Matt Spivey comments on President Obama’s NCAA picks. (URL here.)
Throughout his campaign and into his presidency, we learned of our new leader’s affinity for hoops. President Obama revealed his NCAA Tournament bracket yesterday, and to no one’s surprise, he has chosen the most obvious teams to advance in every single round, with three number one seeds predicted to advance to the Final Four. No creativity. No gambles. Not even an often-reliable 12-seed over 5-seed upset pick. His riskiest choices are (11) Virginia Commonwealth over (6) UCLA and (10) Maryland over (7) California. Hardly out on a limb. Hardly very generous to the overmatched and underprivileged that Obama seems to love so much in his domestic policies. Rather, he has chosen to root for the big boys, the evil corporate teams with the deep pockets. Perhaps his basketball mind is as contradictory as his political one.
Matt missed one point about Obama’s two upset picks: He picked two teams close to the seat of government — you know, the place that accounts for the giant sucking sound of power and money leaving the states and going to the federal government at an ever accelerating rate.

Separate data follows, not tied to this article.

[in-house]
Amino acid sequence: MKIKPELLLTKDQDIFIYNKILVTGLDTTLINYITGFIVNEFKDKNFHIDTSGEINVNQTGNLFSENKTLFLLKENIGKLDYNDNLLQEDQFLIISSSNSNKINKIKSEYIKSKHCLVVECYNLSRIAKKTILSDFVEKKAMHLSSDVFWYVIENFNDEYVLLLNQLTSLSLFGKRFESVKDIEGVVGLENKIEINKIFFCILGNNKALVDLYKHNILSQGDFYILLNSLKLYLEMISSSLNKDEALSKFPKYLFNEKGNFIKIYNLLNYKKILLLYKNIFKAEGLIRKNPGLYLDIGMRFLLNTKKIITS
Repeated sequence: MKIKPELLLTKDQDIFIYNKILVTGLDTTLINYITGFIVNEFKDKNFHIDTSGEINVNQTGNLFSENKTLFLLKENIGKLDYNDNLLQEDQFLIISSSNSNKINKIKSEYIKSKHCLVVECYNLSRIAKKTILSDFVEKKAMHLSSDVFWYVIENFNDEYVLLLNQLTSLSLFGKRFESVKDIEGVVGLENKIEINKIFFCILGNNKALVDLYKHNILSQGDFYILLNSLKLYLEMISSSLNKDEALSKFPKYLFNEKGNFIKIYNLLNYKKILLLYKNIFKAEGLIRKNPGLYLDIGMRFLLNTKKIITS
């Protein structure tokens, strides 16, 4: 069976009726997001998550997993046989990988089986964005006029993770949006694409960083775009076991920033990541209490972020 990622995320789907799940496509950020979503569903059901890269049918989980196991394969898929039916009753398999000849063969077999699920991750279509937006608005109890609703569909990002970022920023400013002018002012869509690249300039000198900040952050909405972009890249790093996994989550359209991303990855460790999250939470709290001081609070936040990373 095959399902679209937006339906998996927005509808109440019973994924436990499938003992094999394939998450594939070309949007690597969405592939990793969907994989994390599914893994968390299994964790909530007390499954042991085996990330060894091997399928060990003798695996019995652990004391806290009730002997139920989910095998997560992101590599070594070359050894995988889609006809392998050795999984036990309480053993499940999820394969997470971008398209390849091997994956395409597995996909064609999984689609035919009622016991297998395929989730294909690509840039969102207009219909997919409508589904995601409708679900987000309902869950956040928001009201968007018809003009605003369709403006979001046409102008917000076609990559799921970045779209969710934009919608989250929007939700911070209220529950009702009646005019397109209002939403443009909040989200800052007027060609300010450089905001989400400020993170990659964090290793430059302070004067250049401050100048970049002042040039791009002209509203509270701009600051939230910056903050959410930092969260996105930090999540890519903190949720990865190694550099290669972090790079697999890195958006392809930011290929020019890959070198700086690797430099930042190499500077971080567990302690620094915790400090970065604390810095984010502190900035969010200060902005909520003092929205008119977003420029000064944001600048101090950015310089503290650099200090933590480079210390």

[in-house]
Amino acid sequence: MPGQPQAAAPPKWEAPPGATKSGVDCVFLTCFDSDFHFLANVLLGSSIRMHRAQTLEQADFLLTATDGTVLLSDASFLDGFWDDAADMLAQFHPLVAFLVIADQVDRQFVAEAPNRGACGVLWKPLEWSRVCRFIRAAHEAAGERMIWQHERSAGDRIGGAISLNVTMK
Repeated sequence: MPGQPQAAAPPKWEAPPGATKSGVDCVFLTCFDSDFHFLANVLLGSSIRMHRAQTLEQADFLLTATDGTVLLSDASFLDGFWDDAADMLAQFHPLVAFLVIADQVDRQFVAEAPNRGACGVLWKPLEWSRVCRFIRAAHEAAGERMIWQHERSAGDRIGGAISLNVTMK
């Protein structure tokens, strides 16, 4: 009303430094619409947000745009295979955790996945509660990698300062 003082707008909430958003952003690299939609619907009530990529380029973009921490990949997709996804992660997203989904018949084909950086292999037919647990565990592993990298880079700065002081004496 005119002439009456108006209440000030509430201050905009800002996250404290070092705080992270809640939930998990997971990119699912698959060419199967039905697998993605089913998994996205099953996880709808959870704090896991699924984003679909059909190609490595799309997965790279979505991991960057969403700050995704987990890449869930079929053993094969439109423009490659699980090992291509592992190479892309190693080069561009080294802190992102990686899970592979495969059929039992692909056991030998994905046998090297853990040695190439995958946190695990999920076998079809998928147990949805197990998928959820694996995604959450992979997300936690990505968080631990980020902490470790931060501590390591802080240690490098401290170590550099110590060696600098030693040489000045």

It would be interesting to know if he favors government towns generally. Other things being equal, I usually root against teams from government towns. I especially root against the Baltimore Orioles because of the anti-human-rights record of their owner. But other things are seldom equal.
I became somewhat aware of how government towns are different on my 1996 bicycle tour to all the towns in the Midwest League (Class A minor league baseball). One of the teams is located in a state capital. Before the game, a police chief addressed the crowd, going on and on and on about some program — I think it was called “Take Back the Night.” It could be a worthy program, but this was supposed to be a baseball game. Any comments should be short and sweet. In any other town, the crowd would have gotten restless and called for the game to get started. But I was amazed to note that people listened respectfully. And if I’m any judge of dress and demeanor, a lot of these respectfullly-listening fans were government workers. Only in a government town could something like that happen. (Some of the crowd were university professors who were trying hard not to look and dress like university professors. But they listened respectfully, too.)